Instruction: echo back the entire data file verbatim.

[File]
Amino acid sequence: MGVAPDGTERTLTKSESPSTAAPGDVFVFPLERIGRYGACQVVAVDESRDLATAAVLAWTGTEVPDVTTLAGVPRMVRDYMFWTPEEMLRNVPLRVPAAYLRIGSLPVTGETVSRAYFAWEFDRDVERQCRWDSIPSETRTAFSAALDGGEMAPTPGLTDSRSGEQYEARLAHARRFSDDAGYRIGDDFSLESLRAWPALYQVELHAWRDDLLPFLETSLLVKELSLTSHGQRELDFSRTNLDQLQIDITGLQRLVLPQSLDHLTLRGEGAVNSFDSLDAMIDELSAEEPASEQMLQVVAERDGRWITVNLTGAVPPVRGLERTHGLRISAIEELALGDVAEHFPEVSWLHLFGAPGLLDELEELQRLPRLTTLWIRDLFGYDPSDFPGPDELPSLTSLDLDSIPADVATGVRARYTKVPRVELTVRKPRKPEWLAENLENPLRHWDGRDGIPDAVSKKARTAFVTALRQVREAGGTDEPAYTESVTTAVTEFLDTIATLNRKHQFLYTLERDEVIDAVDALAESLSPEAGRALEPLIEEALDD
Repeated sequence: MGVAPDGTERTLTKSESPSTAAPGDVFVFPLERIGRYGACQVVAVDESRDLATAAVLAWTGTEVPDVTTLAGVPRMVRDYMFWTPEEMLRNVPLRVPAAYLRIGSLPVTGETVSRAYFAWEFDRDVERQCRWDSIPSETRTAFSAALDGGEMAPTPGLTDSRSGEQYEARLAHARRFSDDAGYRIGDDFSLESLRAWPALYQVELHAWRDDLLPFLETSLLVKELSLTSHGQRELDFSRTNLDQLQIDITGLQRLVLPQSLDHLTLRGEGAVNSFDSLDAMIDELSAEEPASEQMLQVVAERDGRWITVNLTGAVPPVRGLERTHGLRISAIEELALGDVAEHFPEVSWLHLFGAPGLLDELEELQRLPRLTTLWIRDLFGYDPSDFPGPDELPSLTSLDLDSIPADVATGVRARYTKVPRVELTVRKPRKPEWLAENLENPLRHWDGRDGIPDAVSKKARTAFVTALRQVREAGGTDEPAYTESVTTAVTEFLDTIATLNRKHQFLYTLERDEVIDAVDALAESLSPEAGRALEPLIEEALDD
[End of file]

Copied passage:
Amino acid sequence: MGVAPDGTERTLTKSESPSTAAPGDVFVFPLERIGRYGACQVVAVDESRDLATAAVLAWTGTEVPDVTTLAGVPRMVRDYMFWTPEEMLRNVPLRVPAAYLRIGSLPVTGETVSRAYFAWEFDRDVERQCRWDSIPSETRTAFSAALDGGEMAPTPGLTDSRSGEQYEARLAHARRFSDDAGYRIGDDFSLESLRAWPALYQVELHAWRDDLLPFLETSLLVKELSLTSHGQRELDFSRTNLDQLQIDITGLQRLVLPQSLDHLTLRGEGAVNSFDSLDAMIDELSAEEPASEQMLQVVAERDGRWITVNLTGAVPPVRGLERTHGLRISAIEELALGDVAEHFPEVSWLHLFGAPGLLDELEELQRLPRLTTLWIRDLFGYDPSDFPGPDELPSLTSLDLDSIPADVATGVRARYTKVPRVELTVRKPRKPEWLAENLENPLRHWDGRDGIPDAVSKKARTAFVTALRQVREAGGTDEPAYTESVTTAVTEFLDTIATLNRKHQFLYTLERDEVIDAVDALAESLSPEAGRALEPLIEEALDD
Repeated sequence: MGVAPDGTERTLTKSESPSTAAPGDVFVFPLERIGRYGACQVVAVDESRDLATAAVLAWTGTEVPDVTTLAGVPRMVRDYMFWTPEEMLRNVPLRVPAAYLRIGSLPVTGETVSRAYFAWEFDRDVERQCRWDSIPSETRTAFSAALDGGEMAPTPGLTDSRSGEQYEARLAHARRFSDDAGYRIGDDFSLESLRAWPALYQVELHAWRDDLLPFLETSLLVKELSLTSHGQRELDFSRTNLDQLQIDITGLQRLVLPQSLDHLTLRGEGAVNSFDSLDAMIDELSAEEPASEQMLQVVAERDGRWITVNLTGAVPPVRGLERTHGLRISAIEELALGDVAEHFPEVSWLHLFGAPGLLDELEELQRLPRLTTLWIRDLFGYDPSDFPGPDELPSLTSLDLDSIPADVATGVRARYTKVPRVELTVRKPRKPEWLAENLENPLRHWDGRDGIPDAVSKKARTAFVTALRQVREAGGTDEPAYTESVTTAVTEFLDTIATLNRKHQFLYTLERDEVIDAVDALAESLSPEAGRALEPLIEEALDD